If such a thing happened, it would be able to target any given PC with specific ads. The problem then is that those of us with multiple PCs behind NAT-enabled routers would almost certainly start getting ads aimed at other users in the house, probably with unwanted results... Imagine your wife being presented with that organ-enlargement ad you checked out last week, or guys getting feminine hygiene ads...

      Hmmm, maybe there's a lawsuit lurking in there...

  • Ask not how they can worsen our web-surfing, but how we can fight them back! They are stamping over our right to the "pursuit of happiness", not to mention privacy issues. Last I checked, newspapers don't contain popup ads (popup books are just scary!)... There must be something we can do. Hire a good cyberlawyer. :-)
  • Blocked! (Score:2, Insightful)

    by 00Monkey (264977)
    The more annoying the advertisement, the more people that will try to find a way to block it. I'm sure with a little programming, it won't be a problem to do so...and it may not even need that.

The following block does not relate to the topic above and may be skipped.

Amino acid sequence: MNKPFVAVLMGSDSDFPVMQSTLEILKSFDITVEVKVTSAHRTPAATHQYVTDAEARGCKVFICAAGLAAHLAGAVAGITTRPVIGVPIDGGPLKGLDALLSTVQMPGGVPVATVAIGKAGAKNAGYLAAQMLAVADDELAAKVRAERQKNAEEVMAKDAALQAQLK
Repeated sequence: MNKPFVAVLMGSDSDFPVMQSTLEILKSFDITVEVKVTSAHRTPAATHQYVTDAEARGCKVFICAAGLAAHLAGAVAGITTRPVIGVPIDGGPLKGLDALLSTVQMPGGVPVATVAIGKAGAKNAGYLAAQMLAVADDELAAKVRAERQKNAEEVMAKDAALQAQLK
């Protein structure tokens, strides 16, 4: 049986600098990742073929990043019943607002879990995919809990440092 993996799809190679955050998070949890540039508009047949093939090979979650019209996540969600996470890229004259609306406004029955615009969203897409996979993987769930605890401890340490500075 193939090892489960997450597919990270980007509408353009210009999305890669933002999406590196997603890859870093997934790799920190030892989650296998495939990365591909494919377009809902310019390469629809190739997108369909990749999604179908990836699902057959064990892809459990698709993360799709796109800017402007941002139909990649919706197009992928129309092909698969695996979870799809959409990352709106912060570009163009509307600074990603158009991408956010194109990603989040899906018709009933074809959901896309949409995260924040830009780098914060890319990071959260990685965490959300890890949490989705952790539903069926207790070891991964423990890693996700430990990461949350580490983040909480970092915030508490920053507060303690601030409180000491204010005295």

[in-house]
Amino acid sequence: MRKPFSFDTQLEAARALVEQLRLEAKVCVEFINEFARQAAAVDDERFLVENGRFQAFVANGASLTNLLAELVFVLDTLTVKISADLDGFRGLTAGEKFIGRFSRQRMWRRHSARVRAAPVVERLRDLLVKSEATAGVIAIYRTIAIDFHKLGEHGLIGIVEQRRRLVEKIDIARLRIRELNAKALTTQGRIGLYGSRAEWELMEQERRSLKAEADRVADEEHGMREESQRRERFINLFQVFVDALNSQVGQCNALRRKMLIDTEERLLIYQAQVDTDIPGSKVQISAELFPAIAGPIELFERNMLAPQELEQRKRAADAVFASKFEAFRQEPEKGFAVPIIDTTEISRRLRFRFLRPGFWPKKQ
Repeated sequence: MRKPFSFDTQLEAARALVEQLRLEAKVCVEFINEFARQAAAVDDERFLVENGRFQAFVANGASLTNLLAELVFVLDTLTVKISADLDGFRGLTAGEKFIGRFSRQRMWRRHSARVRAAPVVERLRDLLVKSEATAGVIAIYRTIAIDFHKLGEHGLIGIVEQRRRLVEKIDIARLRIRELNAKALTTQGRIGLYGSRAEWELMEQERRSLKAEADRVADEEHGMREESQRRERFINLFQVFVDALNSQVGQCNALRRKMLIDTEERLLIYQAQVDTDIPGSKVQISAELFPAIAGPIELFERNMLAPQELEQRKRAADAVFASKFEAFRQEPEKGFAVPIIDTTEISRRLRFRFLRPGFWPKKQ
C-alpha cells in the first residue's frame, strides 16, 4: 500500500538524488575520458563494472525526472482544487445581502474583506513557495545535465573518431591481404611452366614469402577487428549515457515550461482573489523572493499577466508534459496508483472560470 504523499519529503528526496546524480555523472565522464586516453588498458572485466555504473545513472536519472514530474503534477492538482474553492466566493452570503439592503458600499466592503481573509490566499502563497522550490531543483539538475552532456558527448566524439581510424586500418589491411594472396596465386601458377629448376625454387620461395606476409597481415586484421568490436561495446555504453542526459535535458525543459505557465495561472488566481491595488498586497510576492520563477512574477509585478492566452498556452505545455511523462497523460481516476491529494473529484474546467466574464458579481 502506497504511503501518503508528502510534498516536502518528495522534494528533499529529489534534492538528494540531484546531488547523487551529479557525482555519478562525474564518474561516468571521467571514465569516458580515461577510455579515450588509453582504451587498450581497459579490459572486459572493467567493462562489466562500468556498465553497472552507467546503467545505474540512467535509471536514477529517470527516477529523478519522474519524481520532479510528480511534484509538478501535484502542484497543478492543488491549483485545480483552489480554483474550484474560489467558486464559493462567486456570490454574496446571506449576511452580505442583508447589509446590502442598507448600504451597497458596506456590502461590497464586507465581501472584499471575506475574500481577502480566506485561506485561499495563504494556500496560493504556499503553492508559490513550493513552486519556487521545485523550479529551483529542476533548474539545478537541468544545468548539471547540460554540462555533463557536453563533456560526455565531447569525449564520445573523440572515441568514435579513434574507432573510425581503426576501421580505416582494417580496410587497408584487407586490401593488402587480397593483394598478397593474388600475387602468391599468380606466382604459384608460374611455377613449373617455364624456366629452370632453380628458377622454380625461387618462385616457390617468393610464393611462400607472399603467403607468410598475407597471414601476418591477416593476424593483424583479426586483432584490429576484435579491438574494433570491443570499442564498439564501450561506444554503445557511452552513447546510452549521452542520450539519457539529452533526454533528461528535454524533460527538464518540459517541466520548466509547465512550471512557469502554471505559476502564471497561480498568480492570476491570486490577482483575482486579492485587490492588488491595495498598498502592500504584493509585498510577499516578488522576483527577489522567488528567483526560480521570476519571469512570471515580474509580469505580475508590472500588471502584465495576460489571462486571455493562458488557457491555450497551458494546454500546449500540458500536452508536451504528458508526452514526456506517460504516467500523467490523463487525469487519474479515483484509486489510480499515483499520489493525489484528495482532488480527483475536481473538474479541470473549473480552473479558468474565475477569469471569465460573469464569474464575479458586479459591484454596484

I sit here and look at the ads on Slashdot while I'm typing away...I don't look for long and I'm not interested in what I've seen so far but the key part is that I am looking at them. If the ad popped up in my face or made me click links, etc I would immediately find a way to stop it and ignore whatever it says because I'm too irritated to care.
  • by Kasmiur (464127) on Saturday December 21, 2002 @06:56AM (#4935460)
    Bandwidth is expensive. If we were to take 20K slashdot users and have them try and go through the website as much as possible we could eat up thier bandwidth. Thereforth costing them more money without actually buying anything.

    I personally have been boycotting any company that uses a popup ad that I have run across. It doesnt appear to be doing much. But a boycott is something I can do forever while trying to get others to do the same.